Composer and professor of music Bright Sheng found himself right in the centre of conflicts over race and identity — and blackface — when he tried to teach the mysteries of turning Shakespearean drama into opera.
It is not often that a screening of a classic film for a university undergraduate classroom gets breathless coverage in major newspapers, with increasingly furious commentary from people watching the ensuing controversy.
At first blush, such an activity would certainly have seemed to be innocent enough. In this case, a session of renowned composer and music professor Bright Sheng’s music composition class at the University of Michigan was supposed to be an exploration of the complexities of taking a straight dramatic work — a stage play — and turning it into a powerful opera.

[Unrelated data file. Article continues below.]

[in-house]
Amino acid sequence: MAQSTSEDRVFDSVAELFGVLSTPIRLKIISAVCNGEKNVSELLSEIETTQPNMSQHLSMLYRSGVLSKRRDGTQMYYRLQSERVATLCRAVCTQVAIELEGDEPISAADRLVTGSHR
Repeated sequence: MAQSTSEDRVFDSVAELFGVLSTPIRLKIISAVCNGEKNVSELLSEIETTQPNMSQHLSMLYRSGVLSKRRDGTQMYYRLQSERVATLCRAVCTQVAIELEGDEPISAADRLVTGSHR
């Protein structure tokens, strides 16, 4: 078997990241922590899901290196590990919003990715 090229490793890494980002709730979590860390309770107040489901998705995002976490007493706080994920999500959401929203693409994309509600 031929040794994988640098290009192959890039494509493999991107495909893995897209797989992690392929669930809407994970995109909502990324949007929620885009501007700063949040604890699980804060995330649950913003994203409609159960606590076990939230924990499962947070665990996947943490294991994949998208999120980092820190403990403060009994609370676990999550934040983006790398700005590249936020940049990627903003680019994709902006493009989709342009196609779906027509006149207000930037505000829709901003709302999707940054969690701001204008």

Sheng carries a CV that includes one of only a small number of contemporary operas including The Dream of the Red Chamber, (listen to discussion on the opera here and a workshop performance of the work here) that have been performed around the world. His output also includes a roster of other compositions that get appreciative hearings in many concert halls, along with other honours and awards (including one of…